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Hackathons in Singapore: too many talkers, not enough hackers

Cedric Chin was president of the NUS Hackers from 2011 to 2012, and organizer of the first Hack&Roll, an annual hackathon.

Hack&Roll hackathon NUS Hackers

It was too late: I’d taken off my headphones to look for water to drink, but got cornered by a business person: “Hi there, I’m Bob, and I’m looking for a developer to work with on this idea I have.”

This happened at a well-known Singaporean hackathon late last year. My friends and I were camped on the second floor of The Hub – prime spots for programming – and we were all working on personal projects. I’d attended enough hackathons in Singapore to know I would need to bring obnoxiously large headphones when I program. The idea is that I would leave the headphones on and people would leave you alone, free to hack in peace.

And indeed I was left alone for the most part, until I got up to get water. Any time your headphones are off (especially if you’re not staring at the code editor) is interruption-prone. But this doesn’t have to be the case. Hackathons are opportunities to celebrate technical innovation under competitive constraints.

Yet increasingly in Singapore€” they’ve become badly designed avenues where the secondary goals of the hackathon’s organizers overwhelm the very purpose on which hackathons are created for.

The example I gave above illustrates one such problem: in many hacking events in Singapore, developers who want to, you know, hack would first have to beat off the number of non-technical people who arrive and proceed to recruit various developers.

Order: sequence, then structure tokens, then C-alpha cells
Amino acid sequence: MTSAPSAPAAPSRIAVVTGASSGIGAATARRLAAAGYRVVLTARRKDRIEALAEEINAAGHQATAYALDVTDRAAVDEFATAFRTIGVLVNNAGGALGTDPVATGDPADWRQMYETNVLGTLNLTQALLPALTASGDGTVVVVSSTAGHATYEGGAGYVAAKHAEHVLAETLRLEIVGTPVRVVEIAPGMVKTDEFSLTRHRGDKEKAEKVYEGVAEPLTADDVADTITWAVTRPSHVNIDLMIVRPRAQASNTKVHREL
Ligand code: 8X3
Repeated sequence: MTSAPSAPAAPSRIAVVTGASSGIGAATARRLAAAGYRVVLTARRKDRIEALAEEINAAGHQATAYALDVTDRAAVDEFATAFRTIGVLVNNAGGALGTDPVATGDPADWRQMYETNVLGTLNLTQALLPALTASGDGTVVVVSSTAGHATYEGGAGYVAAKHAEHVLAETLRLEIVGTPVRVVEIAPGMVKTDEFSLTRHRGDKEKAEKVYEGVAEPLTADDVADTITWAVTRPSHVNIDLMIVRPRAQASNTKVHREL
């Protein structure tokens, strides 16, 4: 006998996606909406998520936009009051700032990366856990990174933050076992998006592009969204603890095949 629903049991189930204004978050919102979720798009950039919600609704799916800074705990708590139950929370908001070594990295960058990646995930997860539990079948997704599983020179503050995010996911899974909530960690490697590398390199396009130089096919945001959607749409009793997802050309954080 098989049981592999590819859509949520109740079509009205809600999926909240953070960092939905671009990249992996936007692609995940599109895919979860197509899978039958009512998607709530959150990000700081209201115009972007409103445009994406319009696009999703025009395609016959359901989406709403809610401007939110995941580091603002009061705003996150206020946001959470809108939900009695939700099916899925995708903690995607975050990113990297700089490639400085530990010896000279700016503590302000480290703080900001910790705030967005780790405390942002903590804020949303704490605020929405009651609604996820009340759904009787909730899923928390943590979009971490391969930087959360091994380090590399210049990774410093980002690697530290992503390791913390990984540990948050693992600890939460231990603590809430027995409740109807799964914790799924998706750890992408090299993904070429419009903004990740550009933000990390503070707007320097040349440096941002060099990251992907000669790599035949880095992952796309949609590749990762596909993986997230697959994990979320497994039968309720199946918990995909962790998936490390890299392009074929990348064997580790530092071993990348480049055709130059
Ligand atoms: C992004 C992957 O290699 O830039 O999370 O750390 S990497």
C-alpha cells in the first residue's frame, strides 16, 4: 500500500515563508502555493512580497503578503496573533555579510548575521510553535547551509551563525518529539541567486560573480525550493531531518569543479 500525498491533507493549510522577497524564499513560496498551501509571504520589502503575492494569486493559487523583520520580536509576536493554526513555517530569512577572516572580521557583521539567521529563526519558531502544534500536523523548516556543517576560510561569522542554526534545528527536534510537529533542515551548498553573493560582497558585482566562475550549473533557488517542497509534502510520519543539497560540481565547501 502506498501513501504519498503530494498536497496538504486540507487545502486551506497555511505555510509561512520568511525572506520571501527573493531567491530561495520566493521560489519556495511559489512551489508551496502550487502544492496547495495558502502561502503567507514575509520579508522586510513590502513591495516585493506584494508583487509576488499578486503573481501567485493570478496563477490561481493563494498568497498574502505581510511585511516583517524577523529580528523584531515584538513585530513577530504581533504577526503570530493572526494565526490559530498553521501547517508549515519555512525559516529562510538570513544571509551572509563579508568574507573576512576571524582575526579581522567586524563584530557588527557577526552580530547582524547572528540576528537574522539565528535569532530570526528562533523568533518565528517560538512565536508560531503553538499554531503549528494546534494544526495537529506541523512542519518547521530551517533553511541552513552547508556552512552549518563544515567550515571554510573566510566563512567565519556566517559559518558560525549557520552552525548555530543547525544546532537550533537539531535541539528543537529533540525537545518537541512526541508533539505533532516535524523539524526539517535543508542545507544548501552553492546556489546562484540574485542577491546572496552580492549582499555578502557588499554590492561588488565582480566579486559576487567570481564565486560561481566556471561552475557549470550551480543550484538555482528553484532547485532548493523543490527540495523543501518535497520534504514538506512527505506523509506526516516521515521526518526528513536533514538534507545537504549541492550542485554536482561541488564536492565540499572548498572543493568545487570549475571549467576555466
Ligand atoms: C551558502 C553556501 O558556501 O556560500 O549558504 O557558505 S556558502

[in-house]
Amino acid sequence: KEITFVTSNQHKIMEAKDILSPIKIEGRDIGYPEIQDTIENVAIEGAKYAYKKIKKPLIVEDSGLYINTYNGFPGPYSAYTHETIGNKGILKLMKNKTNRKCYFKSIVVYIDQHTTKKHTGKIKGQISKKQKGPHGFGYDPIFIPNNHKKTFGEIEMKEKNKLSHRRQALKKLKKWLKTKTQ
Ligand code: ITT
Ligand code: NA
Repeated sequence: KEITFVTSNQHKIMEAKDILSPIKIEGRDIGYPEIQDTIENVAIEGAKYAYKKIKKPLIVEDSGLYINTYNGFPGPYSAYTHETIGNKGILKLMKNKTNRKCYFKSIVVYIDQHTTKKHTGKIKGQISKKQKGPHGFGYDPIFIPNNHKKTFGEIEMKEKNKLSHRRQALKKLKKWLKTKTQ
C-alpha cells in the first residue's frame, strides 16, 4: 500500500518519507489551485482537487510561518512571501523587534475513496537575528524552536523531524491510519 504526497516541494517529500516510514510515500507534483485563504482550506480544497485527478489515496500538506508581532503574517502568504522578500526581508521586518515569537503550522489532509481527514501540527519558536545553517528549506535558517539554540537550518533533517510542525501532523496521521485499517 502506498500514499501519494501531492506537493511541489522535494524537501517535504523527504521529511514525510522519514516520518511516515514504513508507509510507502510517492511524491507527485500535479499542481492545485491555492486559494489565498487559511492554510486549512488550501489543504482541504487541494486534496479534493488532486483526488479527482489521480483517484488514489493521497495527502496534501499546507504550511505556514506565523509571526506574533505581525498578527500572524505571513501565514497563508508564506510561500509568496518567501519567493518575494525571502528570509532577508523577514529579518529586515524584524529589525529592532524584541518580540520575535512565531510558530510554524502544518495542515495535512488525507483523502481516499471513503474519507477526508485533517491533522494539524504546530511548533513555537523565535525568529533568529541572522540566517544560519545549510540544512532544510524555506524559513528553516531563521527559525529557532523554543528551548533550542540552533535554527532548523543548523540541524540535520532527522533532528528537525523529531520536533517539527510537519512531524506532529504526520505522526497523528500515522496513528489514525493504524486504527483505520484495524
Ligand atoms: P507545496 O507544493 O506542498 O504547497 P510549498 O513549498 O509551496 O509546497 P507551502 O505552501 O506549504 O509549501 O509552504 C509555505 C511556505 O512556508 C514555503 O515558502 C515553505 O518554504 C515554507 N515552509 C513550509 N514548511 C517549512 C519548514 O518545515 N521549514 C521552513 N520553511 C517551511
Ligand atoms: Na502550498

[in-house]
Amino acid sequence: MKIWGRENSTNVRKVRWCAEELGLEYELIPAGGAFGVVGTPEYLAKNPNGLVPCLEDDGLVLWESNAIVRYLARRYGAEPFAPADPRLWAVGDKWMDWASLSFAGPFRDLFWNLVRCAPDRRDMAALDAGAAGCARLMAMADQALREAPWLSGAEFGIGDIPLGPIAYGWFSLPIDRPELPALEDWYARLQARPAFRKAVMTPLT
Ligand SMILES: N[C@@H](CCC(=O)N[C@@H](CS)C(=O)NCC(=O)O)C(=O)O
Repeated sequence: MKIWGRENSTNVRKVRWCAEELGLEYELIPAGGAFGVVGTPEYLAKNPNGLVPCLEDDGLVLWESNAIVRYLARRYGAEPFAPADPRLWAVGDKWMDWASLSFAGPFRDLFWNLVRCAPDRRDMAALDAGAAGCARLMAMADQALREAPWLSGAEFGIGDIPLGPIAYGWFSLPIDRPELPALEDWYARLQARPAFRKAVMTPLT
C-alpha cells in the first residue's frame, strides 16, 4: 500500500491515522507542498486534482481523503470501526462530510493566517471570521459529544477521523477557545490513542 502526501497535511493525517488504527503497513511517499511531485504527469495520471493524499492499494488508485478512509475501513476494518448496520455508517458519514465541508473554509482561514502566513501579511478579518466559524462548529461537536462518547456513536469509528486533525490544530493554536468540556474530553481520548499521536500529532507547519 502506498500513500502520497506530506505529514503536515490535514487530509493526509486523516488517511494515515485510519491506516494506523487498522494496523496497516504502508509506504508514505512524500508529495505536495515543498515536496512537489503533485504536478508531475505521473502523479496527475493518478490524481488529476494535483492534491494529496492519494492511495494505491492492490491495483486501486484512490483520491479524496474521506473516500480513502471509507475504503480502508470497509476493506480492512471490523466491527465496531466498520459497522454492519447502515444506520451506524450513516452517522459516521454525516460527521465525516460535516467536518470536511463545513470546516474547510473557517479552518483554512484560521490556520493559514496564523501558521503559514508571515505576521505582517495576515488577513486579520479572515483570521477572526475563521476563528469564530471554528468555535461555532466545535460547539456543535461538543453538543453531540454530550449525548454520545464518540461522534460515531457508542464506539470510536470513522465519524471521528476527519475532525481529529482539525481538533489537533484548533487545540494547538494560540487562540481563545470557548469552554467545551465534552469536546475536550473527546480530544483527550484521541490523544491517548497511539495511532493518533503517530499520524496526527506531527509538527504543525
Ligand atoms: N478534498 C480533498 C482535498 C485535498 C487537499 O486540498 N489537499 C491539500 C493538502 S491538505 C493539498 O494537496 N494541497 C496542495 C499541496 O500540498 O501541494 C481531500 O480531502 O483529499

The last thing you’d want to happen, when you’re trying to focus on coding, is someone tapping on your shoulder and pitching an app idea you have absolutely no interest in.

There was also that hackathon which awarded the intellectual property of all projects completed during the event to the sponsor, outraging many developers in Singapore.

This has become enough of a problem that developers I know would check with each other on the reputation of a hackathon before deciding to attend. Their fears are not unfounded: for example, a friend of mine came back from UP Singapore complaining to anyone who would listen about his experience.

Now, UP Singapore proposes to have technical and non-technical people come together to solve socially important problems using applied data (whether these problems can really be solved in a 24 hour period is another story entirely).

But the problem wasn’t with the premise, my friend said. In fact, he argued UP Singapore deserves some recognition for focusing exclusively on socially relevant problems.

The real issue was that he couldn’t get much done at the hackathon: whenever he tried to code, some business person or idea guy would interrupt and ask him what he was working on. Indeed, most winning projects at UP Singapore haven’t been particularly impressive from a technical perspective1; seriously good developers I know tend to stay away from it.

How to do it right